They use sensitive, color-changing chemicals to indicate whether or not physical conditions like time, pressure, and temperature have met the required amounts necessary to sterilize the equipment. They are not proof of successful sterilization, but rather a detection process that can highlight procedural errors or equipment malfunctions. Spore tests are the only true way to confirm that the process has been successfully completed.

Sterilization failures can happen thanks to faulty packaging, overloading the machinery, or various other malfunctions of the sterilizer itself. Although chemical indicators are not enough on their own to determine whether sterilization has occurred, when used along with physical monitors and regular spore testing, they can be a vital tool for quality assurance.4

When do we use them?

The use of chemical indicators will depend on the sterilization process and the tools. When sterilization of equipment is required, a chemical indicator should always be used. In the case of critical instruments, sterilization should take place after every use. This includes any tools in contact with the bloodstream, and tools working in and around bone and soft tissues within the mouth. Instruments that maintain contact with mucous membranes or nonintact skin should also be processed after every use. Noncritical instruments that only come into contact with skin will only require low-level disinfection between patients due to the reduced risk of transmission. The instructions for use will be a great guide.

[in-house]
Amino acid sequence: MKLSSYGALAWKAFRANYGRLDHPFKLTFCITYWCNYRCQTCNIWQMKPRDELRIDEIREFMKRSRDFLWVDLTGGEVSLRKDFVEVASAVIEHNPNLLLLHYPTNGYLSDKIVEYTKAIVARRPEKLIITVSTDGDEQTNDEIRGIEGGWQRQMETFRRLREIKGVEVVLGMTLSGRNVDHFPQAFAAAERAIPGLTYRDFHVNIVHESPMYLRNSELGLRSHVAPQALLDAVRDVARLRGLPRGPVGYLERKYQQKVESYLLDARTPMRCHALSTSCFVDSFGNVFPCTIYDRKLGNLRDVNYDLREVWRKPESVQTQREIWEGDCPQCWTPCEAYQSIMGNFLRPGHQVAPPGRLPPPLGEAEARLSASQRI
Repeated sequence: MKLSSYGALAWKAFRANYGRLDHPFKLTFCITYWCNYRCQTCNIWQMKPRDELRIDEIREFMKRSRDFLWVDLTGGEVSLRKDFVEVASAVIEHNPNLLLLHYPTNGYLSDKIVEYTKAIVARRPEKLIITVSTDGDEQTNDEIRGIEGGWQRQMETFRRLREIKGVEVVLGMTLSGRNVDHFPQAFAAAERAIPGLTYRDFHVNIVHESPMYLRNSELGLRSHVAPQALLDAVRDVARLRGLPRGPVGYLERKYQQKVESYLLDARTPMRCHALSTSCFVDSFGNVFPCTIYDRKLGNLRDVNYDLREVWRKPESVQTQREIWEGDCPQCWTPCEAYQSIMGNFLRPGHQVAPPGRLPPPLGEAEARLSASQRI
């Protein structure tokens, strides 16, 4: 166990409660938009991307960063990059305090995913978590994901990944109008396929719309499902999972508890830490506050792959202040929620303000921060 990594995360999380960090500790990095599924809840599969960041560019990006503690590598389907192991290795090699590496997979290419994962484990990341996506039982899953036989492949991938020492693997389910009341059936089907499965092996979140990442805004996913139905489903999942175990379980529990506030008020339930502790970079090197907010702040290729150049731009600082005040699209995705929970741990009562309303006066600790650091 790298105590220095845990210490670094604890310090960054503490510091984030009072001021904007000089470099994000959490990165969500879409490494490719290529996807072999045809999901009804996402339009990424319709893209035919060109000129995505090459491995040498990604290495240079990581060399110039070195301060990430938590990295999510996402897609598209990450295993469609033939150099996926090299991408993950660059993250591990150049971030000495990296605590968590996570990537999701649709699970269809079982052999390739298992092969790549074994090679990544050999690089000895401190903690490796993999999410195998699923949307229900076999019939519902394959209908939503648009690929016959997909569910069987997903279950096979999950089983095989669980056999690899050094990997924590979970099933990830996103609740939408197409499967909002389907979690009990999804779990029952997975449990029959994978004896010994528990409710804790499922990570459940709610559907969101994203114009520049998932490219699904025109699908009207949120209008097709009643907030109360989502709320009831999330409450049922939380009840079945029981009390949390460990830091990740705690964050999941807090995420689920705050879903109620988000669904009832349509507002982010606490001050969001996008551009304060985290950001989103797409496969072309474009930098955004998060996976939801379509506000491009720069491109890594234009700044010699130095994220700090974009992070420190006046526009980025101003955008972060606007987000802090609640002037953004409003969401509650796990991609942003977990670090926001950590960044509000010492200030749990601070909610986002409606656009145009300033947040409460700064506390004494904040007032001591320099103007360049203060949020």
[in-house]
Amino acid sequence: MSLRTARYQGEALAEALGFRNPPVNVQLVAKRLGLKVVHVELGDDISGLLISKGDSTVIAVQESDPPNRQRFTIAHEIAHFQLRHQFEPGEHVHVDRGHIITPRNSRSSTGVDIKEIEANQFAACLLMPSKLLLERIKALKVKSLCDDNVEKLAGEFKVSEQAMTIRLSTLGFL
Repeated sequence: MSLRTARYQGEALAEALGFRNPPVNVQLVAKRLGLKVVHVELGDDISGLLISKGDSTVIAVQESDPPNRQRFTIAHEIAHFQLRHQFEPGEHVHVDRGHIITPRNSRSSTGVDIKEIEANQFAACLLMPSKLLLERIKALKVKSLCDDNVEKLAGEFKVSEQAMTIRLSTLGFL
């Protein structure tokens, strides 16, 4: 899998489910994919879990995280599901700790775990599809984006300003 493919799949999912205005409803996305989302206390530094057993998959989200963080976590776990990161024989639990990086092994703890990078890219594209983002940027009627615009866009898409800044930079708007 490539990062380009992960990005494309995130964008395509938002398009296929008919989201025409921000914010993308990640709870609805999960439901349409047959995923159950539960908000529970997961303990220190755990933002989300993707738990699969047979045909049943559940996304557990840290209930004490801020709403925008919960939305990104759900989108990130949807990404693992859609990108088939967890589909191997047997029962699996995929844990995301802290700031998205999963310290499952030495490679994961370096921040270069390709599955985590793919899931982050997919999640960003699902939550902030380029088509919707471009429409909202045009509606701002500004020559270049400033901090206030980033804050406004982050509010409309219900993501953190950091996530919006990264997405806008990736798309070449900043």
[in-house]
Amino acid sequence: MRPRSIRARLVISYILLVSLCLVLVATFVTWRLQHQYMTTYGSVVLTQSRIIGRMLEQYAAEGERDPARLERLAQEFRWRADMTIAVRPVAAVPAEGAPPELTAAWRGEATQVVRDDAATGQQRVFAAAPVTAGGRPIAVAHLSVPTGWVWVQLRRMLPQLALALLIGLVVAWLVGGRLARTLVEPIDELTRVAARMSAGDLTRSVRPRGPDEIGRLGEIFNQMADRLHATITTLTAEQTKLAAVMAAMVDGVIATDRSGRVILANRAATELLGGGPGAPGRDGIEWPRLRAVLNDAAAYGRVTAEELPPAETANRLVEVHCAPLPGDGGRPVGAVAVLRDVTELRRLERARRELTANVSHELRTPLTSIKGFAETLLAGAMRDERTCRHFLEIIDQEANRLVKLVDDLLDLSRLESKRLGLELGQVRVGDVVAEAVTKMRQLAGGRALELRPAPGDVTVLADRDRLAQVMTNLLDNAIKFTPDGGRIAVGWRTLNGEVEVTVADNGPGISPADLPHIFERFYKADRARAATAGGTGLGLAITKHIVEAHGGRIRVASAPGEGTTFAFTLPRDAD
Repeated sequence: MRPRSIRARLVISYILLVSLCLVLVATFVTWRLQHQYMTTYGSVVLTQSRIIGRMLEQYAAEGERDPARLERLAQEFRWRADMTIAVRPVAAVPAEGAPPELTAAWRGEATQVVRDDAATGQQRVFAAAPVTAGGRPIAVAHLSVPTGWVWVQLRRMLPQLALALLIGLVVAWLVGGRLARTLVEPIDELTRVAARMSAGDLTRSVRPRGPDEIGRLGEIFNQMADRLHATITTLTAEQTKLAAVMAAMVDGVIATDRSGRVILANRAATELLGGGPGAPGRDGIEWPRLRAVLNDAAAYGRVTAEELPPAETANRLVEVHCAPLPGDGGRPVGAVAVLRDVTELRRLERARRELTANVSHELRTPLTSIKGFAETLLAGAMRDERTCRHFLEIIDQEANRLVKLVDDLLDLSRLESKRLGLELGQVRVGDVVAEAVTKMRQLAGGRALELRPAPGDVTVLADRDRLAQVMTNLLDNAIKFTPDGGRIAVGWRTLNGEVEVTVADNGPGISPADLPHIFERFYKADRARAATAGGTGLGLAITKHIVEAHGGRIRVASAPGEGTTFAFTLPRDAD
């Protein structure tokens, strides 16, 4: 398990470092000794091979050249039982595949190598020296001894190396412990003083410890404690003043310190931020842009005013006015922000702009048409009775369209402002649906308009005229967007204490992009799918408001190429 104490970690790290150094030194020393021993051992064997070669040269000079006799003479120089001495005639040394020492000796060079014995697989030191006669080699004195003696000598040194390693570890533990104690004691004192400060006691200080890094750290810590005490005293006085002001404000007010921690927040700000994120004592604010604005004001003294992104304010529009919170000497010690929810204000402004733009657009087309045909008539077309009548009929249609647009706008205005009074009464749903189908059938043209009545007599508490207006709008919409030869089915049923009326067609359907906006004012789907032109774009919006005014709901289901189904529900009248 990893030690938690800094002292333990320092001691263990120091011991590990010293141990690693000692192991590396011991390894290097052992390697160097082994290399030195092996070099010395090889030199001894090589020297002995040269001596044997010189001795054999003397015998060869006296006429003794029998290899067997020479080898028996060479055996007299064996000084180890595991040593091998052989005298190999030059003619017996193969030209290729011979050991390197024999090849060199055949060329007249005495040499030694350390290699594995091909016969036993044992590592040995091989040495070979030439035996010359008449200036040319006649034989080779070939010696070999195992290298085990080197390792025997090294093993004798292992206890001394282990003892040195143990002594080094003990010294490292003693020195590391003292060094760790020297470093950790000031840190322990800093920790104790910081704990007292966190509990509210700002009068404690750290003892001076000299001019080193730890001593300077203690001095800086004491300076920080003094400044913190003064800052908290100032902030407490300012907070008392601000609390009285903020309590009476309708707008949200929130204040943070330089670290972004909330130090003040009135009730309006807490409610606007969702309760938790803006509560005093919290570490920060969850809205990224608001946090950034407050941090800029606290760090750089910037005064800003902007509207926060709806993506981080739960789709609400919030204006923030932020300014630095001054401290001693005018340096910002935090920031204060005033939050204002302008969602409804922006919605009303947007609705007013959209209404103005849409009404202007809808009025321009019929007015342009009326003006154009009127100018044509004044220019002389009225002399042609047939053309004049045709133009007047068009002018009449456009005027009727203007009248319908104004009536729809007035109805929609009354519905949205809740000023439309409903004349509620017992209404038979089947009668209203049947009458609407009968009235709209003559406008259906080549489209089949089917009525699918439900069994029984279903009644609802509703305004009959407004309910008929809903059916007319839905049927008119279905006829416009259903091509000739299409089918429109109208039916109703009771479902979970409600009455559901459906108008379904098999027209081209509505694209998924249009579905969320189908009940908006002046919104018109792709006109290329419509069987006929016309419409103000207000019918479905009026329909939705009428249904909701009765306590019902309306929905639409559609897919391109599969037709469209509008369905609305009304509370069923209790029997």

Chemical indicators should be used in conjunction with biological indicators to monitor the proper functioning of sterilization cycles, and thus, should be used during every cycle. It should also be noted that placing a type 5 indicator into every load by itself will help ensure that all parameters are being met in between spore tests. Since patient safety is of the utmost importance, following proper sterilization processes and protocols on all equipment in the dental practice is essential. 


  1. Rani L, Pradeep. Sterilization protocols in dentistry—A review. J Pharm Sci Res. 2016;8(6):558-564. Accessed December 15, 2020. https://search.proquest.com/openview/9cf7f1ff907efe2bc28d950e7520b6c4/1?pq-origsite=gscholar&cbl=54977